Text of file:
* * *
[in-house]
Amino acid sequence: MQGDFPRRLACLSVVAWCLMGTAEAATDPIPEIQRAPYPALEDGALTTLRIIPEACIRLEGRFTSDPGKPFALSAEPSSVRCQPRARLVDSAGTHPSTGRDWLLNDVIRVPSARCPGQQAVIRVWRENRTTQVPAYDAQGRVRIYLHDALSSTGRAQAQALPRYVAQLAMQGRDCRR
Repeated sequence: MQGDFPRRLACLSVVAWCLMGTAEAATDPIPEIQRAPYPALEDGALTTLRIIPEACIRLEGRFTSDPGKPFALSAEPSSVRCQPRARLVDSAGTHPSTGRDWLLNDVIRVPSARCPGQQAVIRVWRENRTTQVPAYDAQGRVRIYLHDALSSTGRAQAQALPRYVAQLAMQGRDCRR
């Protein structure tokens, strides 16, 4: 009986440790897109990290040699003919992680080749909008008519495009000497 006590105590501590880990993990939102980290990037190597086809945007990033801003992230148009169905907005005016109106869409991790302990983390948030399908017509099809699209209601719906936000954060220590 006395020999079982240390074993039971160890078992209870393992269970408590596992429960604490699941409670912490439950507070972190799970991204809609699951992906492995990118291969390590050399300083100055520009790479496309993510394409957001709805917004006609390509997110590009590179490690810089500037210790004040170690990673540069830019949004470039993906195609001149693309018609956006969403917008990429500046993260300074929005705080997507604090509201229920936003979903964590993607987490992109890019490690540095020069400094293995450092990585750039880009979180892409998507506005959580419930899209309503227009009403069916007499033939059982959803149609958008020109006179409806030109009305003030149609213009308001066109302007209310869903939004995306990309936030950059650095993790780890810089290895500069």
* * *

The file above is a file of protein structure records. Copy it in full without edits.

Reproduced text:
[in-house]
Amino acid sequence: MQGDFPRRLACLSVVAWCLMGTAEAATDPIPEIQRAPYPALEDGALTTLRIIPEACIRLEGRFTSDPGKPFALSAEPSSVRCQPRARLVDSAGTHPSTGRDWLLNDVIRVPSARCPGQQAVIRVWRENRTTQVPAYDAQGRVRIYLHDALSSTGRAQAQALPRYVAQLAMQGRDCRR
Repeated sequence: MQGDFPRRLACLSVVAWCLMGTAEAATDPIPEIQRAPYPALEDGALTTLRIIPEACIRLEGRFTSDPGKPFALSAEPSSVRCQPRARLVDSAGTHPSTGRDWLLNDVIRVPSARCPGQQAVIRVWRENRTTQVPAYDAQGRVRIYLHDALSSTGRAQAQALPRYVAQLAMQGRDCRR
């Protein structure tokens, strides 16, 4: 009986440790897109990290040699003919992680080749909008008519495009000497 006590105590501590880990993990939102980290990037190597086809945007990033801003992230148009169905907005005016109106869409991790302990983390948030399908017509099809699209209601719906936000954060220590 006395020999079982240390074993039971160890078992209870393992269970408590596992429960604490699941409670912490439950507070972190799970991204809609699951992906492995990118291969390590050399300083100055520009790479496309993510394409957001709805917004006609390509997110590009590179490690810089500037210790004040170690990673540069830019949004470039993906195609001149693309018609956006969403917008990429500046993260300074929005705080997507604090509201229920936003979903964590993607987490992109890019490690540095020069400094293995450092990585750039880009979180892409998507506005959580419930899209309503227009009403069916007499033939059982959803149609958008020109006179409806030109009305003030149609213009308001066109302007209310869903939004995306990309936030950059650095993790780890810089290895500069």